Cerebral Atrophy

Cerebral atrophy is a condition characterized by a decrease in the size, or a wasting away of, brain cells and tissues. Cerebral atrophy may be a part of numerous disorders. It may affect the entire brain, or only a portion of it.


Causes may include:

  • Malnutrition.

  • Abnormal cell or hormonal changes.

  • Stroke.


Problems (symptoms) include:

  • Muscle weakness.

  • Vision or speech impairments.

  • Dementia.


Neuroimaging techniques are used to diagnose the disorder. They include:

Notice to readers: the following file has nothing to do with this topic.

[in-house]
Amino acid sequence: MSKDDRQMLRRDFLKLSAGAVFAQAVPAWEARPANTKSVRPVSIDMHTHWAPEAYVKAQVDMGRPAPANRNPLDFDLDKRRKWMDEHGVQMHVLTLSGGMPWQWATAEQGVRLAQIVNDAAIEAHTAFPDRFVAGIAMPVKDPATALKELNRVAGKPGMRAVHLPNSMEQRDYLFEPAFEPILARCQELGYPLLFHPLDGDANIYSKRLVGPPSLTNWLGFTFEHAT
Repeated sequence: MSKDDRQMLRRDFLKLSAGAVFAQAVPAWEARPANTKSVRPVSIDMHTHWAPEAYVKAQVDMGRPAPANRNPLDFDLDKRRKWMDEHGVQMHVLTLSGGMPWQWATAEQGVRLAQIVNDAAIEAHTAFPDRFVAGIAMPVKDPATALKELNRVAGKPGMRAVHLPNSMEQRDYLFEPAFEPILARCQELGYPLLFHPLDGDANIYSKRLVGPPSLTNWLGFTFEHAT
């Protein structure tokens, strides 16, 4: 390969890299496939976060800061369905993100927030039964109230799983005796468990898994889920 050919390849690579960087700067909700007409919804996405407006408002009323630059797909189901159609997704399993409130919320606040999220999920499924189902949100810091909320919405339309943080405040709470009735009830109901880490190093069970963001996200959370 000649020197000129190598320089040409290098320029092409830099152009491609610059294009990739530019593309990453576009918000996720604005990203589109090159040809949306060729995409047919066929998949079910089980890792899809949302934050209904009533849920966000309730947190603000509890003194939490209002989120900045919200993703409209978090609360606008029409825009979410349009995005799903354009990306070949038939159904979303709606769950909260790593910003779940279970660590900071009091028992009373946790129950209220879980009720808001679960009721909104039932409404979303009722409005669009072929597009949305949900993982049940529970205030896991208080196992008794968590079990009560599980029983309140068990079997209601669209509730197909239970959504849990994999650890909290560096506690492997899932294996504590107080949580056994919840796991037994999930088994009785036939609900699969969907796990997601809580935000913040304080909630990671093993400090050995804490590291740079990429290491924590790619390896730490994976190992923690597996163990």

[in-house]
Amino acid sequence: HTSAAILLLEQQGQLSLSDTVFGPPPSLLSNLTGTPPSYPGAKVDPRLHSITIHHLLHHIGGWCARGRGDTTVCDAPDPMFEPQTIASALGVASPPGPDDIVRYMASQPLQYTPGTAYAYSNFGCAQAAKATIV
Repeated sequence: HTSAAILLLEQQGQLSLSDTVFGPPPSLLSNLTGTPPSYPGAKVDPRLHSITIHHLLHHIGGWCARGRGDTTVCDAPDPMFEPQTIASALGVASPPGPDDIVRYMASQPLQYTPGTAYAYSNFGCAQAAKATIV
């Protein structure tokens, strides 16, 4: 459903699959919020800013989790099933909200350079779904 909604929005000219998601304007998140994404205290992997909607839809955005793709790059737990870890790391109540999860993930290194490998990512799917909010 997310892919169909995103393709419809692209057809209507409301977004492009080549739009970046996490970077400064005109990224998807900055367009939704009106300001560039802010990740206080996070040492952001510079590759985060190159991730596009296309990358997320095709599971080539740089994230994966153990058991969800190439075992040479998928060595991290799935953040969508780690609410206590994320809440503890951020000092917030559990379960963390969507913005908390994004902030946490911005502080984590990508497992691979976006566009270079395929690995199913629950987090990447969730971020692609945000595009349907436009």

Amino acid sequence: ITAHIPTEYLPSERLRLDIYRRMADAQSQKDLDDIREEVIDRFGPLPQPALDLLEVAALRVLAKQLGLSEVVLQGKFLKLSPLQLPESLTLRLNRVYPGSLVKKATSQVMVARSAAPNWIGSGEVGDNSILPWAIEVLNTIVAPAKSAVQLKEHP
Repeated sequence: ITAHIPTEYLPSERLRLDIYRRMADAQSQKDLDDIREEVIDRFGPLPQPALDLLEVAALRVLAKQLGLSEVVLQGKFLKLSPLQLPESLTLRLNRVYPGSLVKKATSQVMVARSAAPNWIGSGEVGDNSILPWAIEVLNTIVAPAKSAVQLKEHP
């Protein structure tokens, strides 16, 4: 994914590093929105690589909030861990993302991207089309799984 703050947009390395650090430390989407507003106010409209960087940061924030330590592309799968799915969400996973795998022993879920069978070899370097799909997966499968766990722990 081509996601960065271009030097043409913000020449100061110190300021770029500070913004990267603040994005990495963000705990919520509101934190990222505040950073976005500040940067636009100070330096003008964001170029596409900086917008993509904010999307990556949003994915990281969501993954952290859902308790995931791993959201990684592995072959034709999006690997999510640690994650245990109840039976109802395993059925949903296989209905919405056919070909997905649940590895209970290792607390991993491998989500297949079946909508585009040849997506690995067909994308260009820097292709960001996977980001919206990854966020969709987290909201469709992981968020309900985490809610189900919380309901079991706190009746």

• MRI (magnetic resonance imaging).

  • CT (computerized tomography).

  • PET (positron emission tomography).

  • SPECT (single-photon emission computed tomography).


Generally, treatment is symptomatic and supportive. It depends upon the specific disorder that caused the cerebral atrophy. In some cases, drug therapy may relieve some symptoms.

The prognosis for individuals with the disorder varies. Progressive cerebral atrophy is fatal because the atrophy spreads to all parts of the brain. Cerebral atrophy that is limited to a specific area of the brain affects normal functioning but is not necessarily fatal.